1. Realize that gender is constructed, and that there is nothing unnatural/aberrant/deviant/threatening about people not living up to the gender they were assigned at birth. Here's the thing: NO ONE lives up to the gender we were assigned at birth. Some people are just more obvious/visible about it, or disinterested in even trying.
2. Following from that, we can see that everything coded as masculine/powerful and feminine/weak is a lie based in bigotry and misogyny. And we can stop coding shit according to whether assigned-at-birth men or assigned-at-birth women do it.
3. AND THEN we can see that we're all just performing our genders (see #1 above), and I think life will get a lot easier for trans and genderqueer people, who get the shit kicked out of them in all kinds of literal and figurative ways for not conforming to the lie of the binary.
4. AND THEN we won't bat an eyelash if a girl comes to school in "boys' clothes" or a boy comes to school in "girls' clothes" and people will be free to be as masculine or feminine or whatever that they want, ANDDDDD masculine and feminine won't be the only choices. People will just be free to express themselves however they want and a lot of violence will end.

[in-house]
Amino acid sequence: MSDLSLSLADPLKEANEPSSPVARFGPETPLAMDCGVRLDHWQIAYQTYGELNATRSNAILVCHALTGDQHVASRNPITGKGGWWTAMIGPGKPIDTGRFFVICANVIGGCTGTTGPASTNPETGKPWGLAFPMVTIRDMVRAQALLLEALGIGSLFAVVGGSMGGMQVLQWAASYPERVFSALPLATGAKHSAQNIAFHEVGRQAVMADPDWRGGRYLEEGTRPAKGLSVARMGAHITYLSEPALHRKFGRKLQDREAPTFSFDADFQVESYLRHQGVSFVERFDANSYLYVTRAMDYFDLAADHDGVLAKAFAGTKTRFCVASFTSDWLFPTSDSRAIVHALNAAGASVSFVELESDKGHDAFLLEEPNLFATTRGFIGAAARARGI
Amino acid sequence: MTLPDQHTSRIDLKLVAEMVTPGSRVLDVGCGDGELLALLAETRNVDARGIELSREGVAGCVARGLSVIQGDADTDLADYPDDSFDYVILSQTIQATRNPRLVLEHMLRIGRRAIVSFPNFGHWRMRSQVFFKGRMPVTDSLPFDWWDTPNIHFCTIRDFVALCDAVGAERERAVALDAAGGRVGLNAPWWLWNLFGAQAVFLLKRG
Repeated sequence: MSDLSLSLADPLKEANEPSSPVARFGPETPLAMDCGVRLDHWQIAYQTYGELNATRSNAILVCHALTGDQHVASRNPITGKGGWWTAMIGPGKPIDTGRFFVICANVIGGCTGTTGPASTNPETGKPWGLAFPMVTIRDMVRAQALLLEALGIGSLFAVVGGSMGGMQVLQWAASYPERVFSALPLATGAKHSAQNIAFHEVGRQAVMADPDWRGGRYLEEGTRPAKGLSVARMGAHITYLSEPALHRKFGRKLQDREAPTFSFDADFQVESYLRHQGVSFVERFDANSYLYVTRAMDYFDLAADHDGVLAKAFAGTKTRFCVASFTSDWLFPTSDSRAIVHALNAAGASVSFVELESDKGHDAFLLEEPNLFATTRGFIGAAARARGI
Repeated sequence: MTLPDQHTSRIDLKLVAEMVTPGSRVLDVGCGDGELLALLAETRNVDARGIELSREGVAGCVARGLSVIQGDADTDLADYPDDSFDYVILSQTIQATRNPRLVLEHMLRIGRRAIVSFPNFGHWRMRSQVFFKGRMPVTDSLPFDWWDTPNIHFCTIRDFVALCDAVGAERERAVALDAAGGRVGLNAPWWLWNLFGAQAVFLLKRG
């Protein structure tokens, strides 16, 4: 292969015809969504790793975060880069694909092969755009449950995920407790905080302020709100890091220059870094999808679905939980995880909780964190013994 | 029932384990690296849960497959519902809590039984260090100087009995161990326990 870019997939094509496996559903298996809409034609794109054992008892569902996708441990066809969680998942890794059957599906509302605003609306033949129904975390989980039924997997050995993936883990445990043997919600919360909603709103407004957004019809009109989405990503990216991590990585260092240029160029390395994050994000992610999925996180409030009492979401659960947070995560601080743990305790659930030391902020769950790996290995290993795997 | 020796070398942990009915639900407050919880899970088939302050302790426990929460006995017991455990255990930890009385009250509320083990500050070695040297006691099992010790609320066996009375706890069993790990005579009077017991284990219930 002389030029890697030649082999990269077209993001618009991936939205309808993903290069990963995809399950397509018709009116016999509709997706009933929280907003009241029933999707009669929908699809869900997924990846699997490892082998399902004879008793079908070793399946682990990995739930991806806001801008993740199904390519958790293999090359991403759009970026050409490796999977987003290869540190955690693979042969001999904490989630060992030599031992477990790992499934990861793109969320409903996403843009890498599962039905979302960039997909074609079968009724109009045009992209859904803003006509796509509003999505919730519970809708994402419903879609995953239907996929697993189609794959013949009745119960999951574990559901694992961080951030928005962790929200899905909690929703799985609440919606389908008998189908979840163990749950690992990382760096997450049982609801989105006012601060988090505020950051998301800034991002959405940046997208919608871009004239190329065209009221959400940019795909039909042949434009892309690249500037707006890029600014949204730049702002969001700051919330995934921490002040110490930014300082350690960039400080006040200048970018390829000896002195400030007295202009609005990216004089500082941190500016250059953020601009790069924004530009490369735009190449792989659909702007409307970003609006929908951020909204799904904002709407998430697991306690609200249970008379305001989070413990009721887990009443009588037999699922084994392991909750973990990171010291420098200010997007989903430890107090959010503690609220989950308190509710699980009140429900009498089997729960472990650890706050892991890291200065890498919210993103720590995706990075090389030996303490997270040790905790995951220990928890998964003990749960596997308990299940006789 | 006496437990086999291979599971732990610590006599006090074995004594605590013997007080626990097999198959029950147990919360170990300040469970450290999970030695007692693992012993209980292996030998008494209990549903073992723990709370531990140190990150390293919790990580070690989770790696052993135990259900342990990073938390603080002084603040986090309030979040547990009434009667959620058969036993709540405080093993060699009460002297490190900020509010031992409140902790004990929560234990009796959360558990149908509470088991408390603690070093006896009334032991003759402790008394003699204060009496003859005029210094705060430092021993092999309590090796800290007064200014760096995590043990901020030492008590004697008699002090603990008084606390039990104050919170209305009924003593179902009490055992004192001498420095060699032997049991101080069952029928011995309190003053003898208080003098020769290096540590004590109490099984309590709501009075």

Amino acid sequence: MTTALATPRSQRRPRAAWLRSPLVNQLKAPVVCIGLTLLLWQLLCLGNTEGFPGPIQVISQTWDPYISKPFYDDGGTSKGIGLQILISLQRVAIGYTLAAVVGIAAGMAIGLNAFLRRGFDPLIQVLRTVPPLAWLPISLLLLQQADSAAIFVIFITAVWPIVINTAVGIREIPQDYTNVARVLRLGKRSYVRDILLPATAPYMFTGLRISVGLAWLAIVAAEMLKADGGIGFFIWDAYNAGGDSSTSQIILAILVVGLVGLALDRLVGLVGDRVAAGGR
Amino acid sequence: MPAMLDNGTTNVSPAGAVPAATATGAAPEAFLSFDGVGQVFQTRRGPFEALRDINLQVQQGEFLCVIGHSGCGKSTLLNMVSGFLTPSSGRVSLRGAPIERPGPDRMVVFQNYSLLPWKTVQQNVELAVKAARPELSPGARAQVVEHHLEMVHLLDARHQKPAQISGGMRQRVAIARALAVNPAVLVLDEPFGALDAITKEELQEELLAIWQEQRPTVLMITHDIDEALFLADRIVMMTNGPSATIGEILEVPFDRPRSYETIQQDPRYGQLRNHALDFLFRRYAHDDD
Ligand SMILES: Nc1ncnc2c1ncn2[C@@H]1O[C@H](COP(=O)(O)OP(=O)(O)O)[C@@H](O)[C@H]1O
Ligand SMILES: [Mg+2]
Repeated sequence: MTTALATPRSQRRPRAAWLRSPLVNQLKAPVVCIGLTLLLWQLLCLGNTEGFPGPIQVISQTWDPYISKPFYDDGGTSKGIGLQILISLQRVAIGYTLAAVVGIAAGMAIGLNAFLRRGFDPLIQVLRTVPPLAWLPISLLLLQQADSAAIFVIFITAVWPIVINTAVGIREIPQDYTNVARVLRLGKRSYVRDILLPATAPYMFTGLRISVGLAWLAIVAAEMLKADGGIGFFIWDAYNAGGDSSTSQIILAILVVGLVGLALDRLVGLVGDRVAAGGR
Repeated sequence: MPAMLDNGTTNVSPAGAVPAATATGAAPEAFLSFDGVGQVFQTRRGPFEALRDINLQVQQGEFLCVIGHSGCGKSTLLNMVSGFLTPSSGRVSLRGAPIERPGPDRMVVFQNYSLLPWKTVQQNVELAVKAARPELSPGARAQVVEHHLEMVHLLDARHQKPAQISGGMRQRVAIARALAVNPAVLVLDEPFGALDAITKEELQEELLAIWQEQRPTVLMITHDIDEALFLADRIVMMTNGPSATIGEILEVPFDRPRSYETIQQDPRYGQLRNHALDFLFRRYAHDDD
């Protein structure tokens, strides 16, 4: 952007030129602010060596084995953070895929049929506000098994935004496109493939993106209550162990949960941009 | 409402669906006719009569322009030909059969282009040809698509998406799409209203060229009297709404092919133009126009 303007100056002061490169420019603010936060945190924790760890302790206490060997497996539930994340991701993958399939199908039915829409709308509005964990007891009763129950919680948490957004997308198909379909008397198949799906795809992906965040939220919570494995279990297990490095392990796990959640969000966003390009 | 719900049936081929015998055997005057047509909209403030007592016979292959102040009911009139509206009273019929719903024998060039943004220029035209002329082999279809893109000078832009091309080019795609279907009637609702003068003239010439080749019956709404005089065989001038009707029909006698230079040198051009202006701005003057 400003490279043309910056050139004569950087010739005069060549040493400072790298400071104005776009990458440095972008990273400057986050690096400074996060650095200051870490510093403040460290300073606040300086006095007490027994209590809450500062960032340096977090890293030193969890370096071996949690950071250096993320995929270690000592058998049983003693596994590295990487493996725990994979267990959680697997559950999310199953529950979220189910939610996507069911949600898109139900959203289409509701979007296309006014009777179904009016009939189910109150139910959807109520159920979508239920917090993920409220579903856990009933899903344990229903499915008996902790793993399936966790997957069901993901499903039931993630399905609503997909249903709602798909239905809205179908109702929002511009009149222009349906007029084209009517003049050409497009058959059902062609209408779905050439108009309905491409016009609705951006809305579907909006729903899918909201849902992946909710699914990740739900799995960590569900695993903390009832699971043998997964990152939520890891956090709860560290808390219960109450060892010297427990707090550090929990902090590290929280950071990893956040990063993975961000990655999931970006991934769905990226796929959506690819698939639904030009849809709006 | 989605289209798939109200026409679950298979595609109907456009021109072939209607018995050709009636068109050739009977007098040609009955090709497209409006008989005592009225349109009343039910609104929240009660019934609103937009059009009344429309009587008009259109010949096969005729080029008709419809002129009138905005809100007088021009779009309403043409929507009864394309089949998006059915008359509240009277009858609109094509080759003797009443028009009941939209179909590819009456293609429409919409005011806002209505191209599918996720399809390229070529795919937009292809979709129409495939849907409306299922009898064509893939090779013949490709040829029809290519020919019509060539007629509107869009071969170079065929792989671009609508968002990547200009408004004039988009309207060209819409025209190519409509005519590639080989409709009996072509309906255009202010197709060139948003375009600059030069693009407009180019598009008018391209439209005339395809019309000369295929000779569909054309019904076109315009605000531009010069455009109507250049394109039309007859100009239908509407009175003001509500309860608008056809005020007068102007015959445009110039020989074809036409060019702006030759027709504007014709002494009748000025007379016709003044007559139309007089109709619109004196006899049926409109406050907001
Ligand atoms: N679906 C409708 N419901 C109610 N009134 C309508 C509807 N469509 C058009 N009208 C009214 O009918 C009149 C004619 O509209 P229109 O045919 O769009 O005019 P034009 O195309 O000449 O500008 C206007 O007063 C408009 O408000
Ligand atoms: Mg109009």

5. And we will, I fucking hope, stop having gay panic every five fucking seconds. I realize that a lot of comedians will be out of work, but that's a price I'm willing to pay.


  1. "Also: I find it's much easier for us to get all up in arms about this kind of thing than it would be when dads are excluded from shit dealing with baking or whatever. You know? It's more acceptable for the weak to mimic the powerful than the other way around. I want to see this level of outrage around men not getting invited to after-school sewing shit and boys who want to wear dresses and whatever."


    Now people with more thought-provoking and intelligent things to say, please comment. ;)

  2. There's a lot of thought-provoking stuff in this post, thank you! Between this post, my current break book (Delusions of Gender), and the post I read yesterday about gender bullying in classrooms (, I feel more educated, but also like I know less about the root of/solution to the problem than I thought I did. So you know, kind of like every day of grad school for me. ;)

  3. Thanks, y'all!

    I liked a lot of the stuff in that Rethinking Schools piece you link to, AJ. I had a couple minor "eh" moments with it, but maybe I'll write about them another time. :)